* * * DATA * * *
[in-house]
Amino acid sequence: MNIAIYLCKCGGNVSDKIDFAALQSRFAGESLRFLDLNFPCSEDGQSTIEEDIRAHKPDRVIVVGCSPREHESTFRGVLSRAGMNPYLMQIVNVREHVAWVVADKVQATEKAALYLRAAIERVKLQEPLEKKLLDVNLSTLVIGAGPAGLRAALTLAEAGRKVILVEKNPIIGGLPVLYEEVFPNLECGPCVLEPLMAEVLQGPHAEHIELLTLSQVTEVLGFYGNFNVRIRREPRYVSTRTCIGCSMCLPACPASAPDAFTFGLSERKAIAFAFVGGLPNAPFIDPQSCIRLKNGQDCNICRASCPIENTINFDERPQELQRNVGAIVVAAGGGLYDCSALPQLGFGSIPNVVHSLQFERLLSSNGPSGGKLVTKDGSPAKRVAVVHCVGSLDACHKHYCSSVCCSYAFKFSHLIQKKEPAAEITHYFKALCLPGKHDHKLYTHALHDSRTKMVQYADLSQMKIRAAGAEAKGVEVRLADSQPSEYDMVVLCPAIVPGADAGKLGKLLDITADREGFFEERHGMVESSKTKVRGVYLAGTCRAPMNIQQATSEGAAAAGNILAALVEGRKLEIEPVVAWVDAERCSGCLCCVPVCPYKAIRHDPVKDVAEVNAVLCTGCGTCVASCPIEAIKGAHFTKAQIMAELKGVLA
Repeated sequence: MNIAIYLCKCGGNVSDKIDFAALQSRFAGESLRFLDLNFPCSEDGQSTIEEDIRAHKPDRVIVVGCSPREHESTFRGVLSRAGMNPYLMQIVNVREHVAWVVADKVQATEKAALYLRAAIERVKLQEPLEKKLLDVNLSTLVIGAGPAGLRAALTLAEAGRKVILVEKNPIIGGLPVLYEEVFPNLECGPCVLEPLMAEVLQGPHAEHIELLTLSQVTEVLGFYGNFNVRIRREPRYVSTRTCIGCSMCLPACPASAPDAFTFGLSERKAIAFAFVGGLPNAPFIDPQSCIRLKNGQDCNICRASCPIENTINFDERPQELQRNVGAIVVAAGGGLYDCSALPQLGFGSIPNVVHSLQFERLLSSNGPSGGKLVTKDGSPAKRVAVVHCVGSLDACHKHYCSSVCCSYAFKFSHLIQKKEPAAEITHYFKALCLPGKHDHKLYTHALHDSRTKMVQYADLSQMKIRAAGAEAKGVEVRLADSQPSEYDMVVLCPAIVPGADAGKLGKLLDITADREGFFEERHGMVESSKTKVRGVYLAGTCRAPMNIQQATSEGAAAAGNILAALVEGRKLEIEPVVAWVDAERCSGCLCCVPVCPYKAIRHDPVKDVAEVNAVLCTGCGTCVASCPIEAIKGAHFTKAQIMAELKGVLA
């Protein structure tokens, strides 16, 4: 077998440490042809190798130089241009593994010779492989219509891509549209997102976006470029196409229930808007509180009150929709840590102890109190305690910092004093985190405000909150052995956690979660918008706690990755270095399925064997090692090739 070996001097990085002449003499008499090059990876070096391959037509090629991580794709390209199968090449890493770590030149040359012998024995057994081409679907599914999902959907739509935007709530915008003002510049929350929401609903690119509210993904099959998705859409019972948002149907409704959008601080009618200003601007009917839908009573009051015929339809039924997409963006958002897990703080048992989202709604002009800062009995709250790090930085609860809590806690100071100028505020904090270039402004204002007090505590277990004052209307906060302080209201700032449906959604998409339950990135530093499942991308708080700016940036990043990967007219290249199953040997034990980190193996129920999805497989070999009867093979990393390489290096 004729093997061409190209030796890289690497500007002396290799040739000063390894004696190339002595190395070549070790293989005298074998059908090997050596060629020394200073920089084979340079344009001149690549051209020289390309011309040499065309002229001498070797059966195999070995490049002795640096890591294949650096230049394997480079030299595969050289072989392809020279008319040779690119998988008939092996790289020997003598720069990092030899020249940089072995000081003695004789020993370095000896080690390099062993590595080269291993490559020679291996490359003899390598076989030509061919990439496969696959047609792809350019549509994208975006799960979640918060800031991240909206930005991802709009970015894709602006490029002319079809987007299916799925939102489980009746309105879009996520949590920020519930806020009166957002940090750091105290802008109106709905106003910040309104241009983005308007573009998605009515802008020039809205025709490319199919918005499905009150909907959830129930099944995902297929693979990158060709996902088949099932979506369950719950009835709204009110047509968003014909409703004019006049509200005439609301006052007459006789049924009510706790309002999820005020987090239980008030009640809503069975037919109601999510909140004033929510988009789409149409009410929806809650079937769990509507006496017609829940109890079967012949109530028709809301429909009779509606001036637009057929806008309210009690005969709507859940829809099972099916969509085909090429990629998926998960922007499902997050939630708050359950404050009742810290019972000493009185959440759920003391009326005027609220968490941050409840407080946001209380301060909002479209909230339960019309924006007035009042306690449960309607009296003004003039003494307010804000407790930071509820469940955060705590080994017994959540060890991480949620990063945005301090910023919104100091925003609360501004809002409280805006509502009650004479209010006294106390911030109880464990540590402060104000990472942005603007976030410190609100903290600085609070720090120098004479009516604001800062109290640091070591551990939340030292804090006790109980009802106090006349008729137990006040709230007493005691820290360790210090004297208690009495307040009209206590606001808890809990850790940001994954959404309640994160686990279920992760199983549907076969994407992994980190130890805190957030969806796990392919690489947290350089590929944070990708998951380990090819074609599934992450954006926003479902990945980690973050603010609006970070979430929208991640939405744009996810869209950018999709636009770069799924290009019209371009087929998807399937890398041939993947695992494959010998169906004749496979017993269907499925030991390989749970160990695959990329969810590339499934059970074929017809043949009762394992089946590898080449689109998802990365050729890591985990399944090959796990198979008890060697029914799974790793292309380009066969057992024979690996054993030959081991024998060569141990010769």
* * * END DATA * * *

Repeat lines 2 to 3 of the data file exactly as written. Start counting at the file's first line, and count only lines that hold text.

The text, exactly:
Amino acid sequence: MNIAIYLCKCGGNVSDKIDFAALQSRFAGESLRFLDLNFPCSEDGQSTIEEDIRAHKPDRVIVVGCSPREHESTFRGVLSRAGMNPYLMQIVNVREHVAWVVADKVQATEKAALYLRAAIERVKLQEPLEKKLLDVNLSTLVIGAGPAGLRAALTLAEAGRKVILVEKNPIIGGLPVLYEEVFPNLECGPCVLEPLMAEVLQGPHAEHIELLTLSQVTEVLGFYGNFNVRIRREPRYVSTRTCIGCSMCLPACPASAPDAFTFGLSERKAIAFAFVGGLPNAPFIDPQSCIRLKNGQDCNICRASCPIENTINFDERPQELQRNVGAIVVAAGGGLYDCSALPQLGFGSIPNVVHSLQFERLLSSNGPSGGKLVTKDGSPAKRVAVVHCVGSLDACHKHYCSSVCCSYAFKFSHLIQKKEPAAEITHYFKALCLPGKHDHKLYTHALHDSRTKMVQYADLSQMKIRAAGAEAKGVEVRLADSQPSEYDMVVLCPAIVPGADAGKLGKLLDITADREGFFEERHGMVESSKTKVRGVYLAGTCRAPMNIQQATSEGAAAAGNILAALVEGRKLEIEPVVAWVDAERCSGCLCCVPVCPYKAIRHDPVKDVAEVNAVLCTGCGTCVASCPIEAIKGAHFTKAQIMAELKGVLA
Repeated sequence: MNIAIYLCKCGGNVSDKIDFAALQSRFAGESLRFLDLNFPCSEDGQSTIEEDIRAHKPDRVIVVGCSPREHESTFRGVLSRAGMNPYLMQIVNVREHVAWVVADKVQATEKAALYLRAAIERVKLQEPLEKKLLDVNLSTLVIGAGPAGLRAALTLAEAGRKVILVEKNPIIGGLPVLYEEVFPNLECGPCVLEPLMAEVLQGPHAEHIELLTLSQVTEVLGFYGNFNVRIRREPRYVSTRTCIGCSMCLPACPASAPDAFTFGLSERKAIAFAFVGGLPNAPFIDPQSCIRLKNGQDCNICRASCPIENTINFDERPQELQRNVGAIVVAAGGGLYDCSALPQLGFGSIPNVVHSLQFERLLSSNGPSGGKLVTKDGSPAKRVAVVHCVGSLDACHKHYCSSVCCSYAFKFSHLIQKKEPAAEITHYFKALCLPGKHDHKLYTHALHDSRTKMVQYADLSQMKIRAAGAEAKGVEVRLADSQPSEYDMVVLCPAIVPGADAGKLGKLLDITADREGFFEERHGMVESSKTKVRGVYLAGTCRAPMNIQQATSEGAAAAGNILAALVEGRKLEIEPVVAWVDAERCSGCLCCVPVCPYKAIRHDPVKDVAEVNAVLCTGCGTCVASCPIEAIKGAHFTKAQIMAELKGVLA